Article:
For those who are needle-shy, or who have ever had the pleasure of explaining to a hysterical 5-year old that the shot isn’t going to hurt THAT much, and besides, it’s for the good of public health, a needle-free shot sounds like a great idea. FDA, however, disagreed, and issued a communication to that effect.
The communication was directed at the use of jet-injector devices to deliver seasonal influenza vaccines. Jet injectors are devices that deliver a high-pressure fluid jet through the skin to deliver medications and vaccines subcutaneously or intramuscularly. Some large retailers had been promoting “needleless flu shots” using jet injectors, but stopped after FDA issued its warning. According to FDA, the inactivated influenza vaccines are only approved for delivery by sterile needle and syringe, and the requisite evidence has not been obtained to approve other delivery methods.
According to the communication, “When the FDA approves a vaccine, the approval is based on scientific information demonstrating the safety and effectiveness of that vaccine in a given population (e.g., children, adults or the elderly), using a specific dose, schedule and method/route of administration. Changes in the dose, route and/or method of administration have the potential to impact the effectiveness and the safety profile of a vaccine.” Furthemore, “Jet injectors that have been cleared by FDA to deliver medications and vaccines should be used to deliver only those medications and vaccines that have been approved and specifically labeled for use with a jet injector.”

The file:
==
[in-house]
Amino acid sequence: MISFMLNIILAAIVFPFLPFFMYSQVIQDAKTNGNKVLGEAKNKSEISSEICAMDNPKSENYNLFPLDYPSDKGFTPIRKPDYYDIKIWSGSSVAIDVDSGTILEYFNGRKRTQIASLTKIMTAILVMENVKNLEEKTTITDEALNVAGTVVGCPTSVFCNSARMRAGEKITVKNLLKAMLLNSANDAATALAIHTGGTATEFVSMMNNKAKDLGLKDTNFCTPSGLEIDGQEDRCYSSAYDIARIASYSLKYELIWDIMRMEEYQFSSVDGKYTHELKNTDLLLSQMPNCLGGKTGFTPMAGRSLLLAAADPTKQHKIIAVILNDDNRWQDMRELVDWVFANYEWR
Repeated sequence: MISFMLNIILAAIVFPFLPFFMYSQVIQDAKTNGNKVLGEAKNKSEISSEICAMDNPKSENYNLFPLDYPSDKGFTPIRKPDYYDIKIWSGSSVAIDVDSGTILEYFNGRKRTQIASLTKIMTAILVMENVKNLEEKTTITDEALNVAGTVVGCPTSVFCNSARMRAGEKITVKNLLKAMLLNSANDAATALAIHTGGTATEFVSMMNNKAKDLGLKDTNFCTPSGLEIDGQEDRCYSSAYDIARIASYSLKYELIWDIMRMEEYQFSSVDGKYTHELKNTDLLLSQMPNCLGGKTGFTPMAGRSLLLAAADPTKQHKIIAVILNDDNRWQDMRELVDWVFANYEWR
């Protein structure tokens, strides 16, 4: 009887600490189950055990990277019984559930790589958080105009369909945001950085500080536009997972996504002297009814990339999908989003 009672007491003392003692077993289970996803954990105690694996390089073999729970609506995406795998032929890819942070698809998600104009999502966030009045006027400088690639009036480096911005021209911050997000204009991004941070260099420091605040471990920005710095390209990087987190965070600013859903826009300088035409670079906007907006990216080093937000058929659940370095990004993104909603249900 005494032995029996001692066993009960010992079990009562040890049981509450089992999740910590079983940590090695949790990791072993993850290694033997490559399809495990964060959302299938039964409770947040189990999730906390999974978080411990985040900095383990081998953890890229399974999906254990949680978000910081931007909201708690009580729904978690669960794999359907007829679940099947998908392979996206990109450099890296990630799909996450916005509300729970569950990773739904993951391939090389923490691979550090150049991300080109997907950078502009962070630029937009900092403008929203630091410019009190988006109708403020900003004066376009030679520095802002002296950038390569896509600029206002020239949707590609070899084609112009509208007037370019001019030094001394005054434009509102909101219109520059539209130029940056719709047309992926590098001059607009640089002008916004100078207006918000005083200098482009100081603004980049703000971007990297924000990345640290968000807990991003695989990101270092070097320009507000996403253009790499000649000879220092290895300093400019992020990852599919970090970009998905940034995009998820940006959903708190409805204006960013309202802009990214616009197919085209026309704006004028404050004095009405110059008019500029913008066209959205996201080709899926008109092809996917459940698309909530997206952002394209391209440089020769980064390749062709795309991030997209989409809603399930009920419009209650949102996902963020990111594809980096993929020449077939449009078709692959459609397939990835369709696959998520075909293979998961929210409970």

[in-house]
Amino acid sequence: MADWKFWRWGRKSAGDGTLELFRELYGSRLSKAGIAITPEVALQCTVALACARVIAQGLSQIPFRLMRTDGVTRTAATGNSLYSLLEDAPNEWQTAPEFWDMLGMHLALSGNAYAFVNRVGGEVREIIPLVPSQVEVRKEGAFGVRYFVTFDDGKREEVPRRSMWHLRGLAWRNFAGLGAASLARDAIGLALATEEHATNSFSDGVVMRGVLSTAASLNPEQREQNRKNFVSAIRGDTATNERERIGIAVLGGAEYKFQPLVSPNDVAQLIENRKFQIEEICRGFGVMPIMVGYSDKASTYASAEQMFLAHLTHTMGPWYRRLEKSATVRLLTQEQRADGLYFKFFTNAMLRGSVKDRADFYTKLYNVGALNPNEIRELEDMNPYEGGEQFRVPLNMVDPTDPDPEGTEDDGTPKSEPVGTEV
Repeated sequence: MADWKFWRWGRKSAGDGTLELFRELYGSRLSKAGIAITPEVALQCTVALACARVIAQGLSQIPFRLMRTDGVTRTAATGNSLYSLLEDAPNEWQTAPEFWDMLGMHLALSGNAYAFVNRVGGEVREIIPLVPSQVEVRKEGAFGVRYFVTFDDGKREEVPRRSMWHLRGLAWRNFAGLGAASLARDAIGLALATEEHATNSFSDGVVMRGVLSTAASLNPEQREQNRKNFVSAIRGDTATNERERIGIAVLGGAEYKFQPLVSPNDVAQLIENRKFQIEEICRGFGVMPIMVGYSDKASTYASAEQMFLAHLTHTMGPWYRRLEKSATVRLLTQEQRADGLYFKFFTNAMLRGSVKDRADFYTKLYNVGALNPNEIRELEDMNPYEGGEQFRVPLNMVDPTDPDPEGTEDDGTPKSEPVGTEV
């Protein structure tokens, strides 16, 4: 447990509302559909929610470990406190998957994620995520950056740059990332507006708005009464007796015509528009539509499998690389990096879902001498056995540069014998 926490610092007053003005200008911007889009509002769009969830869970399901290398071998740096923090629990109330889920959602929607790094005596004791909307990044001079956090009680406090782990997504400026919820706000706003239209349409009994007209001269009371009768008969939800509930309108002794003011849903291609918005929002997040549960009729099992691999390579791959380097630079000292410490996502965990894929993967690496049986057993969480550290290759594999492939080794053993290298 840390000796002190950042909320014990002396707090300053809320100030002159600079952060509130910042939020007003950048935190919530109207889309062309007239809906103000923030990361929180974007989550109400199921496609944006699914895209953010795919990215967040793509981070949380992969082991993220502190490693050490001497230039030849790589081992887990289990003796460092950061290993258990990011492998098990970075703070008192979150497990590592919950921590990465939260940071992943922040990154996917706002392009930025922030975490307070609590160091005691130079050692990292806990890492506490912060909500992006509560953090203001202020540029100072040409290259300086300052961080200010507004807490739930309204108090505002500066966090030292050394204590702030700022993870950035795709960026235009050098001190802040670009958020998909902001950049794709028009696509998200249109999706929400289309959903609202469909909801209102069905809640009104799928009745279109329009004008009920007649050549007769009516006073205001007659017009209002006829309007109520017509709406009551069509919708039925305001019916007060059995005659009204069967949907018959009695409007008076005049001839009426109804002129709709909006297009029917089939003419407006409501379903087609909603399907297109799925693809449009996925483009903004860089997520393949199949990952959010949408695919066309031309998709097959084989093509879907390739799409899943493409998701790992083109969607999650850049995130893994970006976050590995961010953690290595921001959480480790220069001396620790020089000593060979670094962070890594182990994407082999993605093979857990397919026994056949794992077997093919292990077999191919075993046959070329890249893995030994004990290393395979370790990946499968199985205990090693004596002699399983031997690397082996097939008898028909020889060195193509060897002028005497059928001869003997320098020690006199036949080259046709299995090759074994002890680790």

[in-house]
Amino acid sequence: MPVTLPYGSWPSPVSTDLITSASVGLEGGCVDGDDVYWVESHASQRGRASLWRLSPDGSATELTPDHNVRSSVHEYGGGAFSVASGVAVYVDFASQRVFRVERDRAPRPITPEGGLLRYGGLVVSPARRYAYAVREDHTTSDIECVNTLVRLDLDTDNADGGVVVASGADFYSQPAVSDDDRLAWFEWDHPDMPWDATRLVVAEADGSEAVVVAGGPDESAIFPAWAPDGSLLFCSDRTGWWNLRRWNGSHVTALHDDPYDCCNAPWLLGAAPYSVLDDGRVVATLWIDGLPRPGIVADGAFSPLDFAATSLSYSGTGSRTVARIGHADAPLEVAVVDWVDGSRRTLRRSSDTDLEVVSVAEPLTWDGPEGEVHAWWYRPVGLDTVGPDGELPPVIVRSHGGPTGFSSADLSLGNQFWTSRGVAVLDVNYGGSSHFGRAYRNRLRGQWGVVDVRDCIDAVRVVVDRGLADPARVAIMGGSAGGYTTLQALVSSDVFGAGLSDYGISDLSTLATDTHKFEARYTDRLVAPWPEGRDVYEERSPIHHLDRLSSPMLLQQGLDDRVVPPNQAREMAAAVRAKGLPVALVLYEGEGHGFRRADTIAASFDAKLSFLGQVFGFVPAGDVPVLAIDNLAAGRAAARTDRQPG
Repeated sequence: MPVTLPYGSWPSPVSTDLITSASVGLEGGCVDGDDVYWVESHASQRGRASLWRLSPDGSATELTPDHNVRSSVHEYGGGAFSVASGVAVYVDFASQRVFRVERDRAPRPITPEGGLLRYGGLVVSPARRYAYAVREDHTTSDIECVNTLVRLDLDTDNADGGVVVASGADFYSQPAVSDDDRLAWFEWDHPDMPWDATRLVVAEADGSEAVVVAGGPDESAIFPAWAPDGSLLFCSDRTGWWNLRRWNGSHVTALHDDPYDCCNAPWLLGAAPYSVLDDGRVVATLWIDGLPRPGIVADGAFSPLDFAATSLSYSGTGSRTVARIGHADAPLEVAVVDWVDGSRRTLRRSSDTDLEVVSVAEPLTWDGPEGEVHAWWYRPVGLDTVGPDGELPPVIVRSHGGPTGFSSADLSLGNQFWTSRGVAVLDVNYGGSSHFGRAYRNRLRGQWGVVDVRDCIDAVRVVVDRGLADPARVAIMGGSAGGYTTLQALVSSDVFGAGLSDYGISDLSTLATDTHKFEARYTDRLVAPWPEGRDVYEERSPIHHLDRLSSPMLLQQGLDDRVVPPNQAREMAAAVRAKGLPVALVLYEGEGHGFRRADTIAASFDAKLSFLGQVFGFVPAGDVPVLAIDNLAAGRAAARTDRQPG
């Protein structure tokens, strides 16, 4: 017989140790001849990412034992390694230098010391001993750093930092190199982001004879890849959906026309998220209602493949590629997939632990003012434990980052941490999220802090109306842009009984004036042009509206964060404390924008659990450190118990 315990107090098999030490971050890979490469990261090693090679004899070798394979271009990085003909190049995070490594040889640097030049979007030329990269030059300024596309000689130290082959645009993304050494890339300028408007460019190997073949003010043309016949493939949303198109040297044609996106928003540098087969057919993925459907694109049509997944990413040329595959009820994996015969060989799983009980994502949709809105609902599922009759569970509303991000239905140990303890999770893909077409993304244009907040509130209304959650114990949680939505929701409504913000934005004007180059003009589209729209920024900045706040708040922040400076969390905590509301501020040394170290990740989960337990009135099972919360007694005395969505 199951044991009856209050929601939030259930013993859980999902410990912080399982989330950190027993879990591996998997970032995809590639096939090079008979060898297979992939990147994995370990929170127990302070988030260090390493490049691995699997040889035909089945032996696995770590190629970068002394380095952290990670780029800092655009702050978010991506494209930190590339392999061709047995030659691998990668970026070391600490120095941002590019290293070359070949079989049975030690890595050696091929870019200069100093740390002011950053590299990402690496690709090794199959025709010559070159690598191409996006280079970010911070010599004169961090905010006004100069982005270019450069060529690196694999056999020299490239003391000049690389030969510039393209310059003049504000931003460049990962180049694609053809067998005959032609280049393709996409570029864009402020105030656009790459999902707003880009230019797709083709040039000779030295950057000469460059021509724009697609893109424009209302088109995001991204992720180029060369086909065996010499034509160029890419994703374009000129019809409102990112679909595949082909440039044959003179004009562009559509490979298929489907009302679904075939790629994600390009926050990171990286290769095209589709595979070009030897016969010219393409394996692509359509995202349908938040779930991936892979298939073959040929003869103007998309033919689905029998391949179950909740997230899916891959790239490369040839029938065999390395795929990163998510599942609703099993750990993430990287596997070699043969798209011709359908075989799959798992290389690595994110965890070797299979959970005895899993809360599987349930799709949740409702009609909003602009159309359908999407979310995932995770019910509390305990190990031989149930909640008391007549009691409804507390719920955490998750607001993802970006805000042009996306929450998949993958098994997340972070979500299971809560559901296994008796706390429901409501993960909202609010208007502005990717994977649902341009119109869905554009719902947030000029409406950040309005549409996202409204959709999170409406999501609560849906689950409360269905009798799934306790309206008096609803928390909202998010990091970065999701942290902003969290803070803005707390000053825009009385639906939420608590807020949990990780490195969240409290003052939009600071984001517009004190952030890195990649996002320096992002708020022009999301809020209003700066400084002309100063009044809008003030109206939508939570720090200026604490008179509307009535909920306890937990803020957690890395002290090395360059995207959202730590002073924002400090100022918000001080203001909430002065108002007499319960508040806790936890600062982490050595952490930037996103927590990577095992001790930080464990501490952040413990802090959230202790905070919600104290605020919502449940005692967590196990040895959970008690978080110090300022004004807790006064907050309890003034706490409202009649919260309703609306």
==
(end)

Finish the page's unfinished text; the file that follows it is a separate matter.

Besides having to endure vaccination with a needle, the other bad news is that seasonal flu shots may not be as effective as one would like. According to an article published online Oct. 26, 2011, in The Lancet Infectious Diseases, flu vaccines are only moderately protective, work better in young children than in adults, and protection can vary with season. The study was a meta-analysis of studies published between 1967 and Feb. 2011 that examined vaccine efficacy in a randomized, controlled setting.
As for me, I’d rather be 59% protected than not at all, so I’ll brave the needle. Besides, it’s for the good of public health.